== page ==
By some strange logic popularity used to be perceived as an imprimatur of quality (ergo, if a lot of people liked a wine it must be good). Similarly, if a lot of people had heard of a wine it must be good. It’s the argument widely used to justify the extension of brands and to pour money into marketing and label design. Perhaps the real reason why certain wines and not others have became popular is that the public was only being exposed to a narrow range, and, as a consequence, these largely factory-produced vapid simulacra of wines had become, by default, the preferred common denominator of choice. This had nothing to do with democracy or responding to what the customer wanted. Reinforced by the unimaginative buying and the promotional selling policy of supermarkets, wines survived and thrived in the market by a process of simple (un)natural selection: safety first and devil take the interesting grapes and styles. Thus bland consistency (or consistent blandness) was the name of the game, consequently, for a long period, wines were specifically made (or manufactured) to track the hypothetical palate of the mythical general public.
An obscure wine is one where identity and orginality are sacrificed in favour of creating a product to appeal to a perceived common goal; product for a purpose, if you like. Obscurity thus arises when wine becomes a means to a commercial end and is thus transformed by marketing legerdemain into something greater than the sum of its inconsiderable parts. The real wine always has a simple tale to tell, the faux-wine, be it cheap, middling or expensive, owes its commercial life to a marketing myth.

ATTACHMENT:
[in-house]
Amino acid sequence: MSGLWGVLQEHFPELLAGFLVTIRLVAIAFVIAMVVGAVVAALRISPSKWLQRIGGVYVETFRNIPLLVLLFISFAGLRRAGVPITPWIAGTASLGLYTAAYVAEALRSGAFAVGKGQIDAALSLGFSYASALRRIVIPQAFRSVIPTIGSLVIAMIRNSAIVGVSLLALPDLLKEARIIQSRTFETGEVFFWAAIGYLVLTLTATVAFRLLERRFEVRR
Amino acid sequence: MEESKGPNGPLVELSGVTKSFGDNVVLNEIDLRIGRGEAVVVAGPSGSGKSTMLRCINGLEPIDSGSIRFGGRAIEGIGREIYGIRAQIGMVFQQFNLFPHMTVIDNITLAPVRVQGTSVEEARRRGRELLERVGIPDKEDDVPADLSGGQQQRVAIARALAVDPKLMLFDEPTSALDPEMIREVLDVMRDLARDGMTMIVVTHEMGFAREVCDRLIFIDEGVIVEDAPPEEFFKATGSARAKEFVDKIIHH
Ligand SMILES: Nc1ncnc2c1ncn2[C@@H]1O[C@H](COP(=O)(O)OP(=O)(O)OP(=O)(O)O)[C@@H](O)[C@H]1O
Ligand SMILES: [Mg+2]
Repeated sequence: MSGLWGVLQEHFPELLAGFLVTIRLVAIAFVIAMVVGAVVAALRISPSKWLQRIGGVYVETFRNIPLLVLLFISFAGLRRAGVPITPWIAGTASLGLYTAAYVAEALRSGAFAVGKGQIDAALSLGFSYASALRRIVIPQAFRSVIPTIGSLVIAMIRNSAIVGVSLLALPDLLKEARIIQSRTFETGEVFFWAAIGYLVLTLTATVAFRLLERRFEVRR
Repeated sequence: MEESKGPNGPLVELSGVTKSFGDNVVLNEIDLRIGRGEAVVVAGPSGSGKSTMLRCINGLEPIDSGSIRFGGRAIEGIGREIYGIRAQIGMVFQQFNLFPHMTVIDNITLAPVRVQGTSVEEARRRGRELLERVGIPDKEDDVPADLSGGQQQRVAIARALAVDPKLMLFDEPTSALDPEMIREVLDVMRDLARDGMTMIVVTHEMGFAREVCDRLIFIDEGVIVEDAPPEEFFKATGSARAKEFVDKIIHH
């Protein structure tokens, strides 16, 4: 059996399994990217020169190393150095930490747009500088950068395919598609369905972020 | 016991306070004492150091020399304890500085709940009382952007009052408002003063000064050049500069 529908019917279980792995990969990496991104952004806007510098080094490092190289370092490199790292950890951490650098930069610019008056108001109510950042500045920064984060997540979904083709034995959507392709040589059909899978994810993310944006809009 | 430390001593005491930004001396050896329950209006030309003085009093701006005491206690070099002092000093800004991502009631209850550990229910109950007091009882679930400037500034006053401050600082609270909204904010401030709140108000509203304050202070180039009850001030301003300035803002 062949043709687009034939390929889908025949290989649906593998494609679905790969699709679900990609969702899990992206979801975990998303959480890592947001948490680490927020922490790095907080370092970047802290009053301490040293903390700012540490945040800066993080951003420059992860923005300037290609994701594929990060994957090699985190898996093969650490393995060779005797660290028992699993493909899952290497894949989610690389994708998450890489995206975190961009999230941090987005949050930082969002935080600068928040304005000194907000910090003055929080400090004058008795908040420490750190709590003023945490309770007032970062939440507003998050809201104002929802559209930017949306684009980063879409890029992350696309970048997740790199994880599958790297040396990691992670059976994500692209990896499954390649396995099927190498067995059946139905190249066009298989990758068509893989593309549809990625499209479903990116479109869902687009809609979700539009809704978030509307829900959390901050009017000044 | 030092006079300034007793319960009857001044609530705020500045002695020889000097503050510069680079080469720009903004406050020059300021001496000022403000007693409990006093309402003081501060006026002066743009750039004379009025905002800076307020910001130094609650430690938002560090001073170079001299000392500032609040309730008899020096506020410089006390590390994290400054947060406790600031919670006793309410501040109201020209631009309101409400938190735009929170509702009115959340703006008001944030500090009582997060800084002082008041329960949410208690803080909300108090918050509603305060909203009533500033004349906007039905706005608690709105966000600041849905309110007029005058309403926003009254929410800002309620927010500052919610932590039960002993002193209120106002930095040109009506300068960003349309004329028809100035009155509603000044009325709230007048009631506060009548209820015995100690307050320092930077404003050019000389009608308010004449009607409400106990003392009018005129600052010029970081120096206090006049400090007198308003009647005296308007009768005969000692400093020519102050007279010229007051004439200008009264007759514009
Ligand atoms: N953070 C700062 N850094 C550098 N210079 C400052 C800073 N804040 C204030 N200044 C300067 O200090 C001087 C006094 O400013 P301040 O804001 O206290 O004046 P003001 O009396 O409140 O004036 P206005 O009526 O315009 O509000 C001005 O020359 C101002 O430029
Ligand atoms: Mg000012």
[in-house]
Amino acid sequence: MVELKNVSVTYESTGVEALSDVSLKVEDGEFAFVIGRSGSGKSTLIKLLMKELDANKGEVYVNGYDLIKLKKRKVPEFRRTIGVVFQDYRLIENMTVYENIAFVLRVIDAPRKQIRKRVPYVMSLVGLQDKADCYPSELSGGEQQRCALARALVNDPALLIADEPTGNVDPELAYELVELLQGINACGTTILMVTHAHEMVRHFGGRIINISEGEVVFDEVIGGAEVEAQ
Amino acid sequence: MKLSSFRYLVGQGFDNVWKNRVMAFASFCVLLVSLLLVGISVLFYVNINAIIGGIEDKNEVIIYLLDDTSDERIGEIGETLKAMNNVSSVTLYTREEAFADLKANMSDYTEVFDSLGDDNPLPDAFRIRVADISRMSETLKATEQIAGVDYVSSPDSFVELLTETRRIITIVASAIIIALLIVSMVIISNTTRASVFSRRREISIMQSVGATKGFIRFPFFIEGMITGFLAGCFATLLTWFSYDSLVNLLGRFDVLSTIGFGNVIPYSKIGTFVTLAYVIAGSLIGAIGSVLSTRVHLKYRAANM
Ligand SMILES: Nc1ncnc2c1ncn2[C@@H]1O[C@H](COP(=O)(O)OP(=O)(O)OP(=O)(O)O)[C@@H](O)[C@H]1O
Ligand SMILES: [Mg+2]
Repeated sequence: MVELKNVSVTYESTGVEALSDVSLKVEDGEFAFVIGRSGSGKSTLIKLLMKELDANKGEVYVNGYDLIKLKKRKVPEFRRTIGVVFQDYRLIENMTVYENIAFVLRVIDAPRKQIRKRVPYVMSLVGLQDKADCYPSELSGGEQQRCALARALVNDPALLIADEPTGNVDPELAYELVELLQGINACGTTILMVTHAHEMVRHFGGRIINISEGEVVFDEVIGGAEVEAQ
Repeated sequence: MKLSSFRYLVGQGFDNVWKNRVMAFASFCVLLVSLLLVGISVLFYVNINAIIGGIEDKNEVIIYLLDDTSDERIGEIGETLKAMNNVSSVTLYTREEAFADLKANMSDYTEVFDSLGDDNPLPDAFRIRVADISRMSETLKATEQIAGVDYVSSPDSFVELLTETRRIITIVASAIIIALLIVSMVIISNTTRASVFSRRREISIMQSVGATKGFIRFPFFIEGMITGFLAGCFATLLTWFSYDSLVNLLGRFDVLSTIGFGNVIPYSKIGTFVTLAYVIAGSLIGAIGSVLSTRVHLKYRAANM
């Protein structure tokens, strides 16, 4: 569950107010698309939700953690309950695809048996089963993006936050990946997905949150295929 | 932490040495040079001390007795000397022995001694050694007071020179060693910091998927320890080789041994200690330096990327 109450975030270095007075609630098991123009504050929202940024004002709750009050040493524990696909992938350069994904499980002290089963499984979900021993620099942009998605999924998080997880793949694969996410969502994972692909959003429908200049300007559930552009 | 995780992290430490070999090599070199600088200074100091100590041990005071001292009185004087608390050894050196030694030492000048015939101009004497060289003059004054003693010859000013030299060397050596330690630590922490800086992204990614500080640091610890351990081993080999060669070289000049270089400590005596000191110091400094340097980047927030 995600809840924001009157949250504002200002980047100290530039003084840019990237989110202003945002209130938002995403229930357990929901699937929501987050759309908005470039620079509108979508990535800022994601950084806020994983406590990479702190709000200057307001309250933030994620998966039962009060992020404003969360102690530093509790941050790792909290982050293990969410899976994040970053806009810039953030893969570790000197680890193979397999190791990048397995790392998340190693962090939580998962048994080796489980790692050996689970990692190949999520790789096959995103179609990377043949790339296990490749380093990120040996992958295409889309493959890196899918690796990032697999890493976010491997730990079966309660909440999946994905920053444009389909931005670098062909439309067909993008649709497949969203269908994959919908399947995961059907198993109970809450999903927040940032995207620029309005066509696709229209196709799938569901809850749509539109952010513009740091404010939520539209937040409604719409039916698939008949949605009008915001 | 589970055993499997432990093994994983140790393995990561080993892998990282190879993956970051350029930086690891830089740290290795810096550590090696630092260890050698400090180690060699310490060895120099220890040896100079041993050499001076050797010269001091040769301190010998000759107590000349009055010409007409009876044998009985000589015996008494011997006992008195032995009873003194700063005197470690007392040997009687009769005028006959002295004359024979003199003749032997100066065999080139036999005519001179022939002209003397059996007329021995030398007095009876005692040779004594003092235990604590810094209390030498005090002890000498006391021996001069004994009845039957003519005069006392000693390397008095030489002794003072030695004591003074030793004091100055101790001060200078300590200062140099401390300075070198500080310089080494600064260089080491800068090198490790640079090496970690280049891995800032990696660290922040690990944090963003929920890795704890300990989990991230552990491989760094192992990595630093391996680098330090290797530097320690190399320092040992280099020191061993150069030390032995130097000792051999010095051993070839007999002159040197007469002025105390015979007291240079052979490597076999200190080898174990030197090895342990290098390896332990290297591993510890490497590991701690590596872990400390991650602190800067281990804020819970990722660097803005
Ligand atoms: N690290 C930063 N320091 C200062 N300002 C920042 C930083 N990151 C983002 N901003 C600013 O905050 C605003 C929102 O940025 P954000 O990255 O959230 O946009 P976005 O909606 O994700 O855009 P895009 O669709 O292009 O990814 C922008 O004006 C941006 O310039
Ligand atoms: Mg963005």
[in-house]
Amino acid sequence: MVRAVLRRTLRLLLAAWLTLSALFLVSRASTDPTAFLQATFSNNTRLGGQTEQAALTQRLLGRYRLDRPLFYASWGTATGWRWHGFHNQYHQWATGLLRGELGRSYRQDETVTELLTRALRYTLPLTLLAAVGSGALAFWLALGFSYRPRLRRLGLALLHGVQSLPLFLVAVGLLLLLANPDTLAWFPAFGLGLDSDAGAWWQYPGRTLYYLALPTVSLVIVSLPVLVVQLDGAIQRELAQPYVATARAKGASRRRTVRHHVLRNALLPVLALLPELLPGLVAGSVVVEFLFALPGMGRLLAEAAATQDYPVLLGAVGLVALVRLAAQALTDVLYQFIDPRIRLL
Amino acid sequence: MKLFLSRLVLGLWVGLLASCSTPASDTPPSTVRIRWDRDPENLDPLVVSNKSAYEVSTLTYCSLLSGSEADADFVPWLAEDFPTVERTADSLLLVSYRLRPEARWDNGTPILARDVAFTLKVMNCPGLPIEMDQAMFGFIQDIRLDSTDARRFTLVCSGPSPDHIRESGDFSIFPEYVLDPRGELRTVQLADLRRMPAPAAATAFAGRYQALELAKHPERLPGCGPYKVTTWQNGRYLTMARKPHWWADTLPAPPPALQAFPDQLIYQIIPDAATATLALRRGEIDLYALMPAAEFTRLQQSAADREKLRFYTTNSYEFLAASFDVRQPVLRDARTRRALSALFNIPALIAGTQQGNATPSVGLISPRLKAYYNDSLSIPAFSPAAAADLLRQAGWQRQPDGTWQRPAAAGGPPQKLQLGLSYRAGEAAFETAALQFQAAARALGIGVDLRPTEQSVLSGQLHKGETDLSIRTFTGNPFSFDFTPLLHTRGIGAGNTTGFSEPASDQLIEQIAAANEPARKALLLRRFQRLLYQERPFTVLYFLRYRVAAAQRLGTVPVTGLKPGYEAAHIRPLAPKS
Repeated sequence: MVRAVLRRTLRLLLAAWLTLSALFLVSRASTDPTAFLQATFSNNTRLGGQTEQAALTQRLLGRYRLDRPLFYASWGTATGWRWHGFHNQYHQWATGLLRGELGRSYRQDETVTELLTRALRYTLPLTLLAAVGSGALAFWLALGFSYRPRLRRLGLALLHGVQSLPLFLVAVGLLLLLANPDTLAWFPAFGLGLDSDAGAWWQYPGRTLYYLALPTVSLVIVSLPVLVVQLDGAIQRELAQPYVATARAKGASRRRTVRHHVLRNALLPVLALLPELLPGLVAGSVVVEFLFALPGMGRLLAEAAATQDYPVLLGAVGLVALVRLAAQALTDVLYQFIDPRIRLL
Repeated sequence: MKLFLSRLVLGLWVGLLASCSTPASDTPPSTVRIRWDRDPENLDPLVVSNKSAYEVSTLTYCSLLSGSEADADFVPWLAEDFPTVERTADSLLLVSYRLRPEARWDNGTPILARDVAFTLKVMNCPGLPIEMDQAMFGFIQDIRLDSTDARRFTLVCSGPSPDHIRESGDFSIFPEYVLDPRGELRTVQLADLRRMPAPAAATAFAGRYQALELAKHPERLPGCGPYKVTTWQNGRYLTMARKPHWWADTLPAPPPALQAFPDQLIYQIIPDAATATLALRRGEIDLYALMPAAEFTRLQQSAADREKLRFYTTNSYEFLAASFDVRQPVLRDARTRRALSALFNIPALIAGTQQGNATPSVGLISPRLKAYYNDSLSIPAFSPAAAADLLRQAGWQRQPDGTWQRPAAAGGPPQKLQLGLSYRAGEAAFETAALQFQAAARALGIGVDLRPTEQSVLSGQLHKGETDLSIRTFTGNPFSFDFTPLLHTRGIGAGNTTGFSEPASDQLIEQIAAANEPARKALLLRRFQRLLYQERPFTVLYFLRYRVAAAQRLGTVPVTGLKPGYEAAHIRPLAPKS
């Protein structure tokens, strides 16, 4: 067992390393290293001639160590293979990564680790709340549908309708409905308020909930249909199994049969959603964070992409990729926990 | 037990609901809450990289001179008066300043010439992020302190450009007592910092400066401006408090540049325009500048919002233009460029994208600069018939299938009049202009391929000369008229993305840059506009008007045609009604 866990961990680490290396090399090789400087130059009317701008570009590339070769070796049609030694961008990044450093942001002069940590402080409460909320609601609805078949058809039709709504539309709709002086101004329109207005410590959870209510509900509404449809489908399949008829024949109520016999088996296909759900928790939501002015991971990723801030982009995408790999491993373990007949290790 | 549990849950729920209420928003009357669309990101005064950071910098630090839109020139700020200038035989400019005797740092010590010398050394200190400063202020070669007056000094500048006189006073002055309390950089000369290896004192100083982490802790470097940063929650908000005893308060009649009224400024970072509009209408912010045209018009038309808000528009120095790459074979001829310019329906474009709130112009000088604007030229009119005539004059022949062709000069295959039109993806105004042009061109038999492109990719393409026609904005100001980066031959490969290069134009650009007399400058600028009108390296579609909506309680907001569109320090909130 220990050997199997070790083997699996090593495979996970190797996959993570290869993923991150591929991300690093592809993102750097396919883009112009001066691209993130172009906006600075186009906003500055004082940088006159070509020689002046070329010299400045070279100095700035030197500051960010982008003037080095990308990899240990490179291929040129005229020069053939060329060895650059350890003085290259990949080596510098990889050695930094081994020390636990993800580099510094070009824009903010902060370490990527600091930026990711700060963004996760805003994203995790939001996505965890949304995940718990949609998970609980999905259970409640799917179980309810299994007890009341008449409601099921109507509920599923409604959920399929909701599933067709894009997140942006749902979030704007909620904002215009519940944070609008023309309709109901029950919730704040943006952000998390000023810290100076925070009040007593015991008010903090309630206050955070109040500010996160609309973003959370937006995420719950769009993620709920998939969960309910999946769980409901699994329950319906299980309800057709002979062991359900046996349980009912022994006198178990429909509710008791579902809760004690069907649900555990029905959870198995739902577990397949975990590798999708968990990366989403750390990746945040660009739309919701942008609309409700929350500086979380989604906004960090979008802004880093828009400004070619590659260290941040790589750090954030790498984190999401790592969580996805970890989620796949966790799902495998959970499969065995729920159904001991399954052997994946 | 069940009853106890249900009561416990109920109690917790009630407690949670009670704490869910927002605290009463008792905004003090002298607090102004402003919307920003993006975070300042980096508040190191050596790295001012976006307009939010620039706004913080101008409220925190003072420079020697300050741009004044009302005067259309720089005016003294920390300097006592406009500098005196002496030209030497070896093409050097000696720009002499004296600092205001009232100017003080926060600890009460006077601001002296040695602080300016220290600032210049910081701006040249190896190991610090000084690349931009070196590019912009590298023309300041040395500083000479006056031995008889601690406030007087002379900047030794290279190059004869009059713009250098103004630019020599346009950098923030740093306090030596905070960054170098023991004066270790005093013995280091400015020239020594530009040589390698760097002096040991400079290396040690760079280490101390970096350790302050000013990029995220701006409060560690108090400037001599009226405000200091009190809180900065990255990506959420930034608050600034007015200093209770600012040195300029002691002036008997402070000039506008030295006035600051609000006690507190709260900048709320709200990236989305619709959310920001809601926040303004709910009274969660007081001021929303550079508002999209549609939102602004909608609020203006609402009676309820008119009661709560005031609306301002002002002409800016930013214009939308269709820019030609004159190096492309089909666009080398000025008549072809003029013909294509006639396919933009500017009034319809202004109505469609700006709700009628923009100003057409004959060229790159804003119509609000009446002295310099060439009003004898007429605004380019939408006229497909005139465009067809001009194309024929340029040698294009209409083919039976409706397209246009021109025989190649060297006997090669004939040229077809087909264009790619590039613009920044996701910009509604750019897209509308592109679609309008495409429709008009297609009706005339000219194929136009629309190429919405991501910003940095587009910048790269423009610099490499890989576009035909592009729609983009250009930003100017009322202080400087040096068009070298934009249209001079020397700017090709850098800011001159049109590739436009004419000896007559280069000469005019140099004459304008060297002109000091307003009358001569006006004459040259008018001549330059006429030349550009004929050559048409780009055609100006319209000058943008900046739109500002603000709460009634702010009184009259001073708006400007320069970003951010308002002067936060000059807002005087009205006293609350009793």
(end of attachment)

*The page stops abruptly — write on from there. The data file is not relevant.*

We seek wines that are primarily animated by their terroir. In our view the value of the unadorned (unadulterated) simplicity of the wine lies in its very nakedness. Obscure or pretentious wines disguise the essential transmission of flavour from the soil, the microclimate and the nature of the vintage to the vine and its grape variety; obscure wines are heavily manipulated in order to correct or vault over nature’s deficiencies, either bludegeoning attempts to layer flavour into the wine or using oenology to strip the essential identity from the wines.
The wines we love embrace clarity – through cloudiness (sometimes)! They achieve complexity through simplicity: you can smell and taste every subtle inflection and nuance. The more I taste our “obscure wines” with people (and explain the philosophy behind them) the more I feel that people are beginning to connect with the wines because they understand why they taste the way they do and thus appreciate them for what they are. That is not to say that they are easy wines. You only have to try a Valentini Trebbiano to understand that real wines are living wines – they taste different on almost every occasion, and, as the man himself used to say: “Nature does not leap”.
Tastes change. Now we are praised for championing the cause of the small grower, for offering variety and for challenging conventional perceptions. The map is being redrawn to reflect quality and interest; people want to be stimulated, to experiment and to discover wines which have a story and are crafted with artisan intent. Trends are illusory and the notion of what will sell, and what should sell, is based on a received faux-wisdom rather than real knowledge. If we accept this world-view, it becomes a self-fulfilling prophecy. Specialist wine companies can help to shift opinion and overcome the restraints of the commercial imperative by sticking to their guns and having faith in and promoting growers who make wines with a strong identity. And this imperative is not exclusive to wine; other artisan food and drink producers are also making a name for themselves, demonstrating that small can be beautiful – and successful – in its own right. Success should not, however, be measured in points and pounds sterling, but in the integrity of the product; indeed, as Schopenhauer, genius is its own reward.